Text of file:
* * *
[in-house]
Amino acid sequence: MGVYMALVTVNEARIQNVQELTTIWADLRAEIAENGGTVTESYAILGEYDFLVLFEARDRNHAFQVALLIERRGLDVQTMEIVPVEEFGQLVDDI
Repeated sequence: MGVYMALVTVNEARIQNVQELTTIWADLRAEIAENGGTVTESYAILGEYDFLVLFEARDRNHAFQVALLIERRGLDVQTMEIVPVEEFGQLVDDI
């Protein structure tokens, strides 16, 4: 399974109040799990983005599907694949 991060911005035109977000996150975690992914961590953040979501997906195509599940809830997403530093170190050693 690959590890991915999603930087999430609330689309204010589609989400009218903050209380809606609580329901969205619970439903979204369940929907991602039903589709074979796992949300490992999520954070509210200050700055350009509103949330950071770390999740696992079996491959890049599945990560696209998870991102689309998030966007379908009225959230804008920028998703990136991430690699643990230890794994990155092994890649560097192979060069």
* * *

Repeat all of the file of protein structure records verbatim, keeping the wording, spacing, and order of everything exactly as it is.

[in-house]
Amino acid sequence: MGVYMALVTVNEARIQNVQELTTIWADLRAEIAENGGTVTESYAILGEYDFLVLFEARDRNHAFQVALLIERRGLDVQTMEIVPVEEFGQLVDDI
Repeated sequence: MGVYMALVTVNEARIQNVQELTTIWADLRAEIAENGGTVTESYAILGEYDFLVLFEARDRNHAFQVALLIERRGLDVQTMEIVPVEEFGQLVDDI
């Protein structure tokens, strides 16, 4: 399974109040799990983005599907694949 991060911005035109977000996150975690992914961590953040979501997906195509599940809830997403530093170190050693 690959590890991915999603930087999430609330689309204010589609989400009218903050209380809606609580329901969205619970439903979204369940929907991602039903589709074979796992949300490992999520954070509210200050700055350009509103949330950071770390999740696992079996491959890049599945990560696209998870991102689309998030966007379908009225959230804008920028998703990136991430690699643990230890794994990155092994890649560097192979060069």